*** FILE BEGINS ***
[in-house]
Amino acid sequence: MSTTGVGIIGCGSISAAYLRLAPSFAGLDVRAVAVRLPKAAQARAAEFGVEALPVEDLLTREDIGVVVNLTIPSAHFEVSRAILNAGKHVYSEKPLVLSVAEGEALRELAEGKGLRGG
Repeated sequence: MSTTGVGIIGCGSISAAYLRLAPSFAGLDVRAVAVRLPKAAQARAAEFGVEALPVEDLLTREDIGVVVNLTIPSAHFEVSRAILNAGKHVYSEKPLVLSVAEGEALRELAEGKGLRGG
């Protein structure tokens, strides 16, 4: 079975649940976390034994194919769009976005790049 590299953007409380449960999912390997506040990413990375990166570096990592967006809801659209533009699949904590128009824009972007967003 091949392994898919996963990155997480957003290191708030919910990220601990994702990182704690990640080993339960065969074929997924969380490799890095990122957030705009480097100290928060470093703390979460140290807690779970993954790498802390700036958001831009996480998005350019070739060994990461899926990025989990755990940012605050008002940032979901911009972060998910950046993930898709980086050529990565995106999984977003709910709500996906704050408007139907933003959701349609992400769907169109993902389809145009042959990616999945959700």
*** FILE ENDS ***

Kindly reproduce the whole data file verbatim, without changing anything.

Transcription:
[in-house]
Amino acid sequence: MSTTGVGIIGCGSISAAYLRLAPSFAGLDVRAVAVRLPKAAQARAAEFGVEALPVEDLLTREDIGVVVNLTIPSAHFEVSRAILNAGKHVYSEKPLVLSVAEGEALRELAEGKGLRGG
Repeated sequence: MSTTGVGIIGCGSISAAYLRLAPSFAGLDVRAVAVRLPKAAQARAAEFGVEALPVEDLLTREDIGVVVNLTIPSAHFEVSRAILNAGKHVYSEKPLVLSVAEGEALRELAEGKGLRGG
């Protein structure tokens, strides 16, 4: 079975649940976390034994194919769009976005790049 590299953007409380449960999912390997506040990413990375990166570096990592967006809801659209533009699949904590128009824009972007967003 091949392994898919996963990155997480957003290191708030919910990220601990994702990182704690990640080993339960065969074929997924969380490799890095990122957030705009480097100290928060470093703390979460140290807690779970993954790498802390700036958001831009996480998005350019070739060994990461899926990025989990755990940012605050008002940032979901911009972060998910950046993930898709980086050529990565995106999984977003709910709500996906704050408007139907933003959701349609992400769907169109993902389809145009042959990616999945959700």